At the time, in which we were filming this movie years ago, I don’t think it’s something I was listening to. I’m not sure. Now that’s probably the one I listen to the most. I love to hear him speak about the future of Tesla.

His theory on artificial intelligence is quite interesting. It’s brilliant to see what the world can come up with. He’s the forefront of that with a billion dollar company. He took a big leap by selling electric cars when the market didn’t want them. It’s all cool stuff.

LRM: I’ll have to check it out myself. Now for that elevator scene, how many times you had to bang yourself into that wall?

Sean Marquette: We did for hours. The wall, itself, they tried to make it as comfortable as possible. The prosthetic is quite sturdy and padded. Man, we did it for a good three to four hours. We must’ve done it over a hundred times.

I had a stunt coordinator on set who showed me on how best to fake it. I can definitely say that a week after that day—I had a sore neck and headaches. It’s just the whipping motion of moving your head back and forth even if you’re not quite colliding with the wall. After a few takes, you’re like, “Man, my neck is killing me.”

LRM: Oh, wow. You literally did collide with the wall. So it’s not a pretend soft hit.

Sean Marquette: Oh, yes! Sometimes you’ll get babied as an actor. They’ll say, “We don’t want you to hit too hard against the wall. We don’t want you to get hurt.” I’m like, “No, man! We’re shooting a movie. I’m selling this in. I’m selling this out.” I totally smashed my head against that wall. I did broke it a couple of times and they had to re-fix it. They had to shove the panel back in that elevator.

It looked awesome in some of our closeup takes. It’s so funny when you see it in the film—it doesn’t quite last for that long on what footage they used. We shot hours of footage for that.

I even remembered that we had a really cool rehearsal day when we went to a stunt studio. They showed me some really large pads and really soft materials. They taught me on how to mimic striking your head against the wall without incurring any damage. That was really fun, because I got to meet some cool South African stunt guys. It was certainly awesome.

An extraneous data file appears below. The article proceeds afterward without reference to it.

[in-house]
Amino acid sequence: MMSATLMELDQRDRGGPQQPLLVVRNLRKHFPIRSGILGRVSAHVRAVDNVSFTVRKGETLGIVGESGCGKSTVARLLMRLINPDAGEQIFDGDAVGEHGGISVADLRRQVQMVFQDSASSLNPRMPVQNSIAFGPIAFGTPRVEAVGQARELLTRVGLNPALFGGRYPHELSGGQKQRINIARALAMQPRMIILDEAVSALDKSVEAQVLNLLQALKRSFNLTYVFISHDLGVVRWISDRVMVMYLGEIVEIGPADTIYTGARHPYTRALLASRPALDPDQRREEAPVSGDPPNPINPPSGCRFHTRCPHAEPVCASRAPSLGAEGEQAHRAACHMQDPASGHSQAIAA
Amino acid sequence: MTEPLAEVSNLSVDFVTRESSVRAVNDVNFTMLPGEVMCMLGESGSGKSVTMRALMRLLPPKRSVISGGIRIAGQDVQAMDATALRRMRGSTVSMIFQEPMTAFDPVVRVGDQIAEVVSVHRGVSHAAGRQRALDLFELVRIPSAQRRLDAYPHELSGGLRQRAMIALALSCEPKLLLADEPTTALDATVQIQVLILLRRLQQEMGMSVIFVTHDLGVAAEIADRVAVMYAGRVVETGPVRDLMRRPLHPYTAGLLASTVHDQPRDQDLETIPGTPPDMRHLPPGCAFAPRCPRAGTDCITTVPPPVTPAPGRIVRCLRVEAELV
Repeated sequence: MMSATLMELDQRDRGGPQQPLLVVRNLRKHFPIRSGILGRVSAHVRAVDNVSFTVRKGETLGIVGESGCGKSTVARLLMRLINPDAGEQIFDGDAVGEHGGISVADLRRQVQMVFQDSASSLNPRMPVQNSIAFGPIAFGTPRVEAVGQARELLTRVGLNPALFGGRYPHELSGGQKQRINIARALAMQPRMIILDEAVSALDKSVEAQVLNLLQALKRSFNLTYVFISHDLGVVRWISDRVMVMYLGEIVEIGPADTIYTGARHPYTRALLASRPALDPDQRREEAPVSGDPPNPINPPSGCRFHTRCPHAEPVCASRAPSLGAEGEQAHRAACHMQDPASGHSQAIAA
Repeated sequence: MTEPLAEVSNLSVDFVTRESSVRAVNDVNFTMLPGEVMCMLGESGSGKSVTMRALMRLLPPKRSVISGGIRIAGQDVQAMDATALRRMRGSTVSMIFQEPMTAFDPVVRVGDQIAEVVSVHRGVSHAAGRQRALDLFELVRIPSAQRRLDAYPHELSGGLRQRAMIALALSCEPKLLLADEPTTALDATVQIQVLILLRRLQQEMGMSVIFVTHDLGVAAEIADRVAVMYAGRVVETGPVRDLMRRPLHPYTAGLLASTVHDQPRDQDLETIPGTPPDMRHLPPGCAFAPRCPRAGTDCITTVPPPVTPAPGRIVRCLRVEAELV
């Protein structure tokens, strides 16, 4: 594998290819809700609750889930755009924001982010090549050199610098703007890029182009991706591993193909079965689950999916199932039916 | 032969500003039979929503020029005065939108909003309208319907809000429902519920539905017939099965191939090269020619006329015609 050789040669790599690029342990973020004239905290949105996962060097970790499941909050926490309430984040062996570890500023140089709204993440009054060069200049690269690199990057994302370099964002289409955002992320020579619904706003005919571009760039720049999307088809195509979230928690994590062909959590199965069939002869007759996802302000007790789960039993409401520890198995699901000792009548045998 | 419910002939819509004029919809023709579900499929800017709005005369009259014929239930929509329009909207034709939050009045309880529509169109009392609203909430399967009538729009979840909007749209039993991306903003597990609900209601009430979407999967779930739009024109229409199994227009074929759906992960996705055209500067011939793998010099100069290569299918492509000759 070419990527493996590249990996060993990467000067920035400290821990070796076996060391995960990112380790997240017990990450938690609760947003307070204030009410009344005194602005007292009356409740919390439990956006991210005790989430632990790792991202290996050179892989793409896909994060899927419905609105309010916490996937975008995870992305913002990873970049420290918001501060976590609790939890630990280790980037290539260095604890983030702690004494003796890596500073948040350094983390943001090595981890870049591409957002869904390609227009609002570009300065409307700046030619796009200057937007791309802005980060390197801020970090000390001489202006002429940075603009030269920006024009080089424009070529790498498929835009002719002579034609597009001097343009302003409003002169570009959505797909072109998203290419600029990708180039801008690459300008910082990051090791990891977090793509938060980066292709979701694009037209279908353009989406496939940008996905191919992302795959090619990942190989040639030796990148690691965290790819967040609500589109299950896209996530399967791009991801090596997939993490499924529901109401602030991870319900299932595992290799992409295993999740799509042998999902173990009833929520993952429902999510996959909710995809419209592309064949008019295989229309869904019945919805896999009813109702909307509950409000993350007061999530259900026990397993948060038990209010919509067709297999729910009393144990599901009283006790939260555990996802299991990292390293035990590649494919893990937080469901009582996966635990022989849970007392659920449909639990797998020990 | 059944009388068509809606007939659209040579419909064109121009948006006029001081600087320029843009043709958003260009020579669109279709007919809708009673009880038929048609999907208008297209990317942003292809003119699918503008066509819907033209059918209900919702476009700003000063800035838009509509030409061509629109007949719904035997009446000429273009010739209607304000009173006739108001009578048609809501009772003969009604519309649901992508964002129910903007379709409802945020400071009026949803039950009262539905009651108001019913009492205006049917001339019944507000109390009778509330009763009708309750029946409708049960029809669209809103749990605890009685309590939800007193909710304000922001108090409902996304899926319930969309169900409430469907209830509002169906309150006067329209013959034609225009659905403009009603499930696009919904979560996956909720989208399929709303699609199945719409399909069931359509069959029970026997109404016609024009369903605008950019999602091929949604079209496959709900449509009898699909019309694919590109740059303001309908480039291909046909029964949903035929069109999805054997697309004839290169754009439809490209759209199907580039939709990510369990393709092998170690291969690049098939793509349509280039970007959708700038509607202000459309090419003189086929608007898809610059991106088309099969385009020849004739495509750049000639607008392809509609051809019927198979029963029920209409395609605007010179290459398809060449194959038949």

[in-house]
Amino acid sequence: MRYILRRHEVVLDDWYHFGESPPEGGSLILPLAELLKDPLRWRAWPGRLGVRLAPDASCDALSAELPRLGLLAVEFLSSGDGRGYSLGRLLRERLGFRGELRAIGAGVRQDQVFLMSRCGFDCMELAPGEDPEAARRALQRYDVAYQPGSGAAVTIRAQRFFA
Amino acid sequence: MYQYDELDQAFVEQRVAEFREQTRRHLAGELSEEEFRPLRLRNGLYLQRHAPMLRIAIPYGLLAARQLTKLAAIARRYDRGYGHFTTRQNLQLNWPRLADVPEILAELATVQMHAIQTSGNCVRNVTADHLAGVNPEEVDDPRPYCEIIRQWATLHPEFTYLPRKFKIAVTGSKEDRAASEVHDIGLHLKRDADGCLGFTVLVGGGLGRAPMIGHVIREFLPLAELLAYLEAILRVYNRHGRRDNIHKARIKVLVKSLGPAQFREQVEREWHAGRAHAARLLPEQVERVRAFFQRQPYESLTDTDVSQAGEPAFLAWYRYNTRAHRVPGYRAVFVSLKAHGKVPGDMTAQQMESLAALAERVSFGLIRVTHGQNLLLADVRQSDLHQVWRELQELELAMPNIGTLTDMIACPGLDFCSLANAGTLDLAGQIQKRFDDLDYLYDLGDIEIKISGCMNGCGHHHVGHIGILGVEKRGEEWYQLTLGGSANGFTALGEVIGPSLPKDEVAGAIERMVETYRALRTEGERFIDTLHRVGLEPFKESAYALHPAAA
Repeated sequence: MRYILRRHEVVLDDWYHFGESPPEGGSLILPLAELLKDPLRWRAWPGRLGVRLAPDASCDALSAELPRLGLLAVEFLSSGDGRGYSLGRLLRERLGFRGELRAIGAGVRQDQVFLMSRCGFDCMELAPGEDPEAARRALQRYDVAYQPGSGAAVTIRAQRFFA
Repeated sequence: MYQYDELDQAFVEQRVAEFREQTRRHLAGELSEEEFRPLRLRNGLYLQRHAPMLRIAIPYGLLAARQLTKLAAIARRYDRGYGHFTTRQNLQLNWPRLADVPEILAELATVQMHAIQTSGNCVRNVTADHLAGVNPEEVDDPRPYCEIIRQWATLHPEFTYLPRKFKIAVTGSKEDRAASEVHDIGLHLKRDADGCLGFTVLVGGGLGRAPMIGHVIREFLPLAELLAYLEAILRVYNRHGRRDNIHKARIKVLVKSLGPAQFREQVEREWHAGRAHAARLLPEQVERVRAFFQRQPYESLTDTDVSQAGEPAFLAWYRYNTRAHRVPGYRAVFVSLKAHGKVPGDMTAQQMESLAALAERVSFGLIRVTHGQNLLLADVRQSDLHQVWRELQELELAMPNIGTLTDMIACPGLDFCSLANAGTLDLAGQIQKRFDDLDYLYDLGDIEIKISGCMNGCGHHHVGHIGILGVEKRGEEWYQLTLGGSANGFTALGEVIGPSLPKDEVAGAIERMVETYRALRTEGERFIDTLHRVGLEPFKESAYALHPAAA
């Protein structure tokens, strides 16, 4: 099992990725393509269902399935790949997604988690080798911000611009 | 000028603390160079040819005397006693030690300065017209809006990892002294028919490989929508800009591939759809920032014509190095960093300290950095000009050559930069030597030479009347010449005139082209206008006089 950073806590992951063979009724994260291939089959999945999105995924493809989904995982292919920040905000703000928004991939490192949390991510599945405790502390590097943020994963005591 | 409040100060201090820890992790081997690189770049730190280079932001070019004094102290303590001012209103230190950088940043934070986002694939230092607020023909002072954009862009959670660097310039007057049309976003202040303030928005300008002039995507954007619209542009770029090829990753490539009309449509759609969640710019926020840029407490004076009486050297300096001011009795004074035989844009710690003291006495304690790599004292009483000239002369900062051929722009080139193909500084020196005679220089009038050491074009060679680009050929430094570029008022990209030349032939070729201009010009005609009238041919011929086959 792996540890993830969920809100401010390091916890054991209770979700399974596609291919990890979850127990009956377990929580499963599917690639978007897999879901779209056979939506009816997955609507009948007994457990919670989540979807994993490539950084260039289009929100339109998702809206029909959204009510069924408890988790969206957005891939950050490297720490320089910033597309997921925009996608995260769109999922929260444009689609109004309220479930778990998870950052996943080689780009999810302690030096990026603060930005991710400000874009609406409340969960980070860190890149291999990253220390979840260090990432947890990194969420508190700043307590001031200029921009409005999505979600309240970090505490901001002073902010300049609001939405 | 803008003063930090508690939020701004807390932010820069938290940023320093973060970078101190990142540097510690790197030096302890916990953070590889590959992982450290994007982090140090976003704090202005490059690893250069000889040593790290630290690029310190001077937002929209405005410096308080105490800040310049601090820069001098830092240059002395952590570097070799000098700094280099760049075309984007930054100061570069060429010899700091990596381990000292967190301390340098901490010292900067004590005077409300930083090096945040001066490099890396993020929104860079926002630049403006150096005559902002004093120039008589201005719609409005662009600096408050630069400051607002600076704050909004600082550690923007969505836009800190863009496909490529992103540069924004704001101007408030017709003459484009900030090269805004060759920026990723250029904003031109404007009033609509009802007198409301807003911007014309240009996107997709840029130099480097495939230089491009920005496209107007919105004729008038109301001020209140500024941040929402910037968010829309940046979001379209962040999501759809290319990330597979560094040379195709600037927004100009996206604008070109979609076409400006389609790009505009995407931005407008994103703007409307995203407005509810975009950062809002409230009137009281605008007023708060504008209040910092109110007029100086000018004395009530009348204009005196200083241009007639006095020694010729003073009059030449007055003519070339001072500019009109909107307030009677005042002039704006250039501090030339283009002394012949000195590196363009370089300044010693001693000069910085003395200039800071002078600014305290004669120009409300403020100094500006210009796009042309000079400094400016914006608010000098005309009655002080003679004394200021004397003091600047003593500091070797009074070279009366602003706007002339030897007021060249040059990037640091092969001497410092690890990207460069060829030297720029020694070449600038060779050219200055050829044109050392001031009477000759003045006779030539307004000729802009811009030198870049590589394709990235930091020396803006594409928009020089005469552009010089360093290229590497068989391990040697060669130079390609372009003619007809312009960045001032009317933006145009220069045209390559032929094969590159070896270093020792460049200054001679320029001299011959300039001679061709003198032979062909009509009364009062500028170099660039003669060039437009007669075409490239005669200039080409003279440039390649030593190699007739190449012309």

LRM: Looks like Simon [Verhoeven] put you through a lot for this film. What do you suppose was the most difficult challenge for yourself?

Sean Marquette: Oh, gosh. Good question. I think the most difficult thing, with Simon’s help, was with the cell phone shots. There was a few shots of me going through a dark hallway with only a cell phone. There was only the flash guiding the light of the shot. That was a lot of work with staying scared for hours on end. It’s about breathing differently and feeling afraid.

You’re also trying to keep your hand in a certain position so that the camera can track you. It’ll look proper on the shot. It’s one thing for you to lift your cell phone right now and turn on the flashlight to look at something. You have to hold it in a certain position for the camera to track you. As you walk into a room, you have to hit certain beats on where the camera has to look. Then it has to have a reaction shot on you as you get scared.

All of that is really quite intricate. It’s probably the most difficult process. It’s also the most enjoyable, because it’s a challenge I’ve never done before. I also felt like I was a part of the camera crew by working together to develop the shot. It was a lot of fun.

Simon had a lot of trust in an actor for me to do that kind of stuff. We kept a lot of that in the movie, which was great.

LRM: Are you a fan of horror movies yourself? You’re a sci-fi guy, but do you like scary movies?

Sean Marquette: I do like scary movies! I’ve had seen It and I did see mother! over the weekend. I thought it was going to be a thriller and it turned out quite different than that. I typically get out to see all the scary movies that I can.

All my buddies are huge movie buffs. A couple of my friends have tattoos all over themselves of movies like Freddie, Jason and Michael Myers. I always do see horror movies.

LRM: Do you use social media a lot? Are you a popular person on the Internet?

Sean Marquette: No, not really. I’m not a SnapChat guy. I’m not an Instagram guy. I’ve been trying to get into it lately, because it does matter for your acting profile now. You need a social media following. So I’m really going to get into it now.

You can follow me @seanmarquette on Twitter, Instagram and even on SnapChat. I haven’t been using it quite as much. Right now, my time is being used to do some standup. I want to put that on social media so people can hear my stories and my jokes.

LRM: Awesome. To wrap it up, could you talk about your future projects?

Sean Marquette: Besides Friend Request, I’m also on The Goldbergs. I’ve been working on that for a couple of seasons ago. I get to work on the season with them and I play a really fun character on that show. For anybody who likes television and comedy, check out The Goldbergs.

Otherwise, follow me on social media. Come check out locally when I’m around doing standup. I’ve been doing it two or three times a week and I’m having a lot of fun.

LRM: And real fast with this quick question, did you get to keep any souvenirs from the set? Did you keep the contacts or the prosthetics?

Sean Marquette: I did. I do have a full sculpture of my own face on my dresser in my bedroom. For that plaster I sat through for hours, I did get a copy of that they made. I had the weirdest experience with the first time I saw it, it just felt really strange to look at a cast of myself. Yeah, most definitely strange.

LRM: Awesome. Sean, it’s been a pleasure having this talk with you. This is great. Thank you very much.

Sean Marquette: Thank you so much for having me. I appreciate it.

Friend Request is currently playing in theaters nationwide.

Source: LRM Exclusive